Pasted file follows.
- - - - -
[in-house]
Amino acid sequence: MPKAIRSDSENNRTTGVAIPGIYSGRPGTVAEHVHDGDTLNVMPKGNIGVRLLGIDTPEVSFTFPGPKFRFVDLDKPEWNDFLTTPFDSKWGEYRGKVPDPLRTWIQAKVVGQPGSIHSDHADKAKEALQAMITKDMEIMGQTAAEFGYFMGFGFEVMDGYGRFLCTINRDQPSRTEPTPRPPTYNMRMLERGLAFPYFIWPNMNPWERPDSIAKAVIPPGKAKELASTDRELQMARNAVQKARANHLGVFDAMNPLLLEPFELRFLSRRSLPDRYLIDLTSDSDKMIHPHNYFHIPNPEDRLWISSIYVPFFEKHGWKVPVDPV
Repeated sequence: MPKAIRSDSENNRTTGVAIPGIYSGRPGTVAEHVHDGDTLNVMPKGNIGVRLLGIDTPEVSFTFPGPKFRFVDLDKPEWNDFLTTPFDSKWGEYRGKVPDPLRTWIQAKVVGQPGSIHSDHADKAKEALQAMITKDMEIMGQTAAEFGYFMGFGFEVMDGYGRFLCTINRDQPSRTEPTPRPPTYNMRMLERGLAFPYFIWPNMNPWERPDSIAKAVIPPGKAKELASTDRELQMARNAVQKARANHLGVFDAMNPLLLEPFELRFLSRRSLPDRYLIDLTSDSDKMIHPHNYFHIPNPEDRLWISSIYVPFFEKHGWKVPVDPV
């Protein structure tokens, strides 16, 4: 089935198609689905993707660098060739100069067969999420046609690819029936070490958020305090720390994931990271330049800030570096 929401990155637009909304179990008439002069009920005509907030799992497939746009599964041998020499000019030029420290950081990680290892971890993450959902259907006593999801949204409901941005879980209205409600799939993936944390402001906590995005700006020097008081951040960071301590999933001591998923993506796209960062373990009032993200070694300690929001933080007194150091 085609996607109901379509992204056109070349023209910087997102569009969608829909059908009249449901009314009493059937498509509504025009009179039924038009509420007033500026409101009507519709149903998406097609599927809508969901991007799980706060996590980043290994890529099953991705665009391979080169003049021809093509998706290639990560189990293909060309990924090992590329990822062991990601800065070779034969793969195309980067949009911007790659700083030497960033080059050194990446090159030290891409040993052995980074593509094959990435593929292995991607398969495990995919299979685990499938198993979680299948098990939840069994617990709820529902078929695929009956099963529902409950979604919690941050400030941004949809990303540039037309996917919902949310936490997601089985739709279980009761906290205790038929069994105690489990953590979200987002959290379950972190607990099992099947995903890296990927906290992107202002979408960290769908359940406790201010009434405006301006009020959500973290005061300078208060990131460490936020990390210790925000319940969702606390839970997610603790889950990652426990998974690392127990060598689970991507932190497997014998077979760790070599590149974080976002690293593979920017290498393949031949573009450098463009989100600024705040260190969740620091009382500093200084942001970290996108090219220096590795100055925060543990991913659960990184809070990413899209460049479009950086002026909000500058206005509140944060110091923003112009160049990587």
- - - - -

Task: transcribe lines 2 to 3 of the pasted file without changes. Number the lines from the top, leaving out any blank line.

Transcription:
Amino acid sequence: MPKAIRSDSENNRTTGVAIPGIYSGRPGTVAEHVHDGDTLNVMPKGNIGVRLLGIDTPEVSFTFPGPKFRFVDLDKPEWNDFLTTPFDSKWGEYRGKVPDPLRTWIQAKVVGQPGSIHSDHADKAKEALQAMITKDMEIMGQTAAEFGYFMGFGFEVMDGYGRFLCTINRDQPSRTEPTPRPPTYNMRMLERGLAFPYFIWPNMNPWERPDSIAKAVIPPGKAKELASTDRELQMARNAVQKARANHLGVFDAMNPLLLEPFELRFLSRRSLPDRYLIDLTSDSDKMIHPHNYFHIPNPEDRLWISSIYVPFFEKHGWKVPVDPV
Repeated sequence: MPKAIRSDSENNRTTGVAIPGIYSGRPGTVAEHVHDGDTLNVMPKGNIGVRLLGIDTPEVSFTFPGPKFRFVDLDKPEWNDFLTTPFDSKWGEYRGKVPDPLRTWIQAKVVGQPGSIHSDHADKAKEALQAMITKDMEIMGQTAAEFGYFMGFGFEVMDGYGRFLCTINRDQPSRTEPTPRPPTYNMRMLERGLAFPYFIWPNMNPWERPDSIAKAVIPPGKAKELASTDRELQMARNAVQKARANHLGVFDAMNPLLLEPFELRFLSRRSLPDRYLIDLTSDSDKMIHPHNYFHIPNPEDRLWISSIYVPFFEKHGWKVPVDPV